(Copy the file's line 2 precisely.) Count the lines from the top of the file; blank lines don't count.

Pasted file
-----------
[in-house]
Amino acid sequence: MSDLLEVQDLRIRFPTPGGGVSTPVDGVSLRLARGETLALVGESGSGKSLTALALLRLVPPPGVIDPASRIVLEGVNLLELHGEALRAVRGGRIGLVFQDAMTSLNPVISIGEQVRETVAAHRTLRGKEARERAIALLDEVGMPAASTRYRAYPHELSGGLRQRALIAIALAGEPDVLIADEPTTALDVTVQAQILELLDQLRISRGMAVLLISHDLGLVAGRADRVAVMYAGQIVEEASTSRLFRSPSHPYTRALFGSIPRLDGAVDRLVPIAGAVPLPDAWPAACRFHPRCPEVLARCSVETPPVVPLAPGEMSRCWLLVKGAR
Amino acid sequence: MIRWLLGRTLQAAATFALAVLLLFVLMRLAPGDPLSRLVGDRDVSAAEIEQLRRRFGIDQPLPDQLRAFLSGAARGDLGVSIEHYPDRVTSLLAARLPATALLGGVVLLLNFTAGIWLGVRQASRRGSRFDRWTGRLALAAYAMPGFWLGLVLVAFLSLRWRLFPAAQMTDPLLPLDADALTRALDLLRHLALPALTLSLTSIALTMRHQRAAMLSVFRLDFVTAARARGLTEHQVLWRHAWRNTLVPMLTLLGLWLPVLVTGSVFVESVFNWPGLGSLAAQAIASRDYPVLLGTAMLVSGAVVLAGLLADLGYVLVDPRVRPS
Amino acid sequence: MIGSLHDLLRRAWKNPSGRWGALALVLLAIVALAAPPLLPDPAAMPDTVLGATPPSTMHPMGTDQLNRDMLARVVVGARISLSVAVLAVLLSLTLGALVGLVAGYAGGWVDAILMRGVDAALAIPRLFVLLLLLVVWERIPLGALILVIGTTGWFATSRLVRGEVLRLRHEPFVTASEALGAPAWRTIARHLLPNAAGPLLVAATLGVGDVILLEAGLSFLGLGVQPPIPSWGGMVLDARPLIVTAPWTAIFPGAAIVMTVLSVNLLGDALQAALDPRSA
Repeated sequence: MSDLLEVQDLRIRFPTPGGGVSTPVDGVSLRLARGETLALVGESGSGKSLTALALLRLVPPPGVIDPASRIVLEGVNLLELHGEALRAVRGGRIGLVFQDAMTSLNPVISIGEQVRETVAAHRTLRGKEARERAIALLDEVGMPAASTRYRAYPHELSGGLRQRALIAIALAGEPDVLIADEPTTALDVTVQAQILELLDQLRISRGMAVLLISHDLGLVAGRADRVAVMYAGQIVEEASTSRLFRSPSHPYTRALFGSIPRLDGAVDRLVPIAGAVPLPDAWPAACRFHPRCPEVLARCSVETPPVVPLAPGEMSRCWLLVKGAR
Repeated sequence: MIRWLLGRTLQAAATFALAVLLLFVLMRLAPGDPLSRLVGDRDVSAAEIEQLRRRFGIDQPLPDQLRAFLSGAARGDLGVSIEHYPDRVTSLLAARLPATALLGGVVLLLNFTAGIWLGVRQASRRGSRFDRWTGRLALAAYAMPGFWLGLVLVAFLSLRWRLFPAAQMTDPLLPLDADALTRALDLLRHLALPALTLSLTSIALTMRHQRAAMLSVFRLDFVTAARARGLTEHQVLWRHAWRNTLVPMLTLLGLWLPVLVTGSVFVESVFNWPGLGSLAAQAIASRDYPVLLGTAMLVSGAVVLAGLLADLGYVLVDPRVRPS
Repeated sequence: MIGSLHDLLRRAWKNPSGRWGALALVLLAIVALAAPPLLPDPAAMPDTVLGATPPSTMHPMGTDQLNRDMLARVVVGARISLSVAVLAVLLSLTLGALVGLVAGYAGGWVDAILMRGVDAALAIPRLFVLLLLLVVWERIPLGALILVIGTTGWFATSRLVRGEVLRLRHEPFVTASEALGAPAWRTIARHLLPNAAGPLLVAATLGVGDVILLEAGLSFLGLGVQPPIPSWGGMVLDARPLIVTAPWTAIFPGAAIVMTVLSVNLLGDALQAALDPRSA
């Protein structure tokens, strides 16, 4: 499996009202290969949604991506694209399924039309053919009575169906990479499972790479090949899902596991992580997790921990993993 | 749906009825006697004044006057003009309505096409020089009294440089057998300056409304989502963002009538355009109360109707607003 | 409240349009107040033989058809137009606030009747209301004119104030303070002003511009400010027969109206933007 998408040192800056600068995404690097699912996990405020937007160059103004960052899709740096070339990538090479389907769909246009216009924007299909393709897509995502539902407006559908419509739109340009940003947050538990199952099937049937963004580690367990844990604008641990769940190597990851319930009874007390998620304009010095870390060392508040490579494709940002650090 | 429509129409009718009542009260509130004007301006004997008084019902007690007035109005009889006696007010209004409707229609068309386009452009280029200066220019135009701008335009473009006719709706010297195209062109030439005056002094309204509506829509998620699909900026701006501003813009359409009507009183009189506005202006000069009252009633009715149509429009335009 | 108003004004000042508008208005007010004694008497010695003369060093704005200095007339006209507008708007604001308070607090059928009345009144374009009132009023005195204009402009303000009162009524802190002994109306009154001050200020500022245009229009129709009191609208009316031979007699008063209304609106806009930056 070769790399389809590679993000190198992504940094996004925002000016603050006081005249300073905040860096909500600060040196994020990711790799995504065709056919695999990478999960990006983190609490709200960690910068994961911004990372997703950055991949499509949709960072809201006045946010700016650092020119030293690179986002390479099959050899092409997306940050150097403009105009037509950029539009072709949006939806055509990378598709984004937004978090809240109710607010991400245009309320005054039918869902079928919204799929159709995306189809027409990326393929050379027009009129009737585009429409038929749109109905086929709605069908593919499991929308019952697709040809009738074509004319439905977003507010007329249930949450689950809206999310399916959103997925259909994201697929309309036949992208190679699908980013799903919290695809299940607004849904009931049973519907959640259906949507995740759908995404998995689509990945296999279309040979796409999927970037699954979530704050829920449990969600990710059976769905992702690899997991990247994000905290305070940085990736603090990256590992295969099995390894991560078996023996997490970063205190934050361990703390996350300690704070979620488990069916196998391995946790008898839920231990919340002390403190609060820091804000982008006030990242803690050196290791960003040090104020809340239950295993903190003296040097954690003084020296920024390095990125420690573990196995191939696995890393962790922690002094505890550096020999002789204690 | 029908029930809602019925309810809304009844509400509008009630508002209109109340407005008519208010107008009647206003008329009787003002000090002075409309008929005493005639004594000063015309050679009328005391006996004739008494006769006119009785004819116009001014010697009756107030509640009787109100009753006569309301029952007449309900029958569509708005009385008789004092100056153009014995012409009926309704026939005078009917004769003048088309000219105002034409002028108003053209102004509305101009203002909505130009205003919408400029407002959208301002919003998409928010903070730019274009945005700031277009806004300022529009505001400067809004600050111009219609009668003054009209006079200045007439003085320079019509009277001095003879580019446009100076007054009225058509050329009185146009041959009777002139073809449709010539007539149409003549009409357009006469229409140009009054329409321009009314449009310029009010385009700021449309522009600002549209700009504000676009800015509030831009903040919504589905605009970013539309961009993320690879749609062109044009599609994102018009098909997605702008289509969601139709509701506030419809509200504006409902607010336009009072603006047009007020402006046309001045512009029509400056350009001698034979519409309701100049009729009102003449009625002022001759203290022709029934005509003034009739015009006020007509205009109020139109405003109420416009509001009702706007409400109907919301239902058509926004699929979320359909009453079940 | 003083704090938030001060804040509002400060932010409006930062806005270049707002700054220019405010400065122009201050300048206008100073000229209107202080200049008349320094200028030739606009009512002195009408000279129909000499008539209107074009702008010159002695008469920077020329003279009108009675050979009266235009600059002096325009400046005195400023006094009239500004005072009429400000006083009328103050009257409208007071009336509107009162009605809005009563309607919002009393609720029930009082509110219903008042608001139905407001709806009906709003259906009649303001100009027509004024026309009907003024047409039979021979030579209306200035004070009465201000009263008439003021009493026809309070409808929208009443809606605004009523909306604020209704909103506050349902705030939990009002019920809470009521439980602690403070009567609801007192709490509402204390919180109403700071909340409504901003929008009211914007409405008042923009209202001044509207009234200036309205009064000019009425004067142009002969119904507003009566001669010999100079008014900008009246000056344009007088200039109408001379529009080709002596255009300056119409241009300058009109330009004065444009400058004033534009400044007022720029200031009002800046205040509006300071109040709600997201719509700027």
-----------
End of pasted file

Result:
Amino acid sequence: MSDLLEVQDLRIRFPTPGGGVSTPVDGVSLRLARGETLALVGESGSGKSLTALALLRLVPPPGVIDPASRIVLEGVNLLELHGEALRAVRGGRIGLVFQDAMTSLNPVISIGEQVRETVAAHRTLRGKEARERAIALLDEVGMPAASTRYRAYPHELSGGLRQRALIAIALAGEPDVLIADEPTTALDVTVQAQILELLDQLRISRGMAVLLISHDLGLVAGRADRVAVMYAGQIVEEASTSRLFRSPSHPYTRALFGSIPRLDGAVDRLVPIAGAVPLPDAWPAACRFHPRCPEVLARCSVETPPVVPLAPGEMSRCWLLVKGAR